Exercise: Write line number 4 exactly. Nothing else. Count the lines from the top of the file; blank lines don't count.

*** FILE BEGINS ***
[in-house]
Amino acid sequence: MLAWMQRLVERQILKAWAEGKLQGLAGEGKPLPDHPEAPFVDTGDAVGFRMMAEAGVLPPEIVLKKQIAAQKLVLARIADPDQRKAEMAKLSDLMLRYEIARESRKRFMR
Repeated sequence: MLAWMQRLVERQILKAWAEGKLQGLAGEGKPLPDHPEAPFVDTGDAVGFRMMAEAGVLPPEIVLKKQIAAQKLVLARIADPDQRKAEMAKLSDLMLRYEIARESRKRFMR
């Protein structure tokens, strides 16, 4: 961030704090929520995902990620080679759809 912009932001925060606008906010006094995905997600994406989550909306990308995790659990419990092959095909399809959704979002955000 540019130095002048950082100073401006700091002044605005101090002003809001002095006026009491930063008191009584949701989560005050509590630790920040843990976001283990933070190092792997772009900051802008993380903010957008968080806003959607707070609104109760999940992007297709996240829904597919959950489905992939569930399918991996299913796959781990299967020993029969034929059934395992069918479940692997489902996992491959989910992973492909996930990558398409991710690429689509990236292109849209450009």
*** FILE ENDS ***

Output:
């Protein structure tokens, strides 16, 4: 961030704090929520995902990620080679759809 912009932001925060606008906010006094995905997600994406989550909306990308995790659990419990092959095909399809959704979002955000 540019130095002048950082100073401006700091002044605005101090002003809001002095006026009491930063008191009584949701989560005050509590630790920040843990976001283990933070190092792997772009900051802008993380903010957008968080806003959607707070609104109760999940992007297709996240829904597919959950489905992939569930399918991996299913796959781990299967020993029969034929059934395992069918479940692997489902996992491959989910992973492909996930990558398409991710690429689509990236292109849209450009």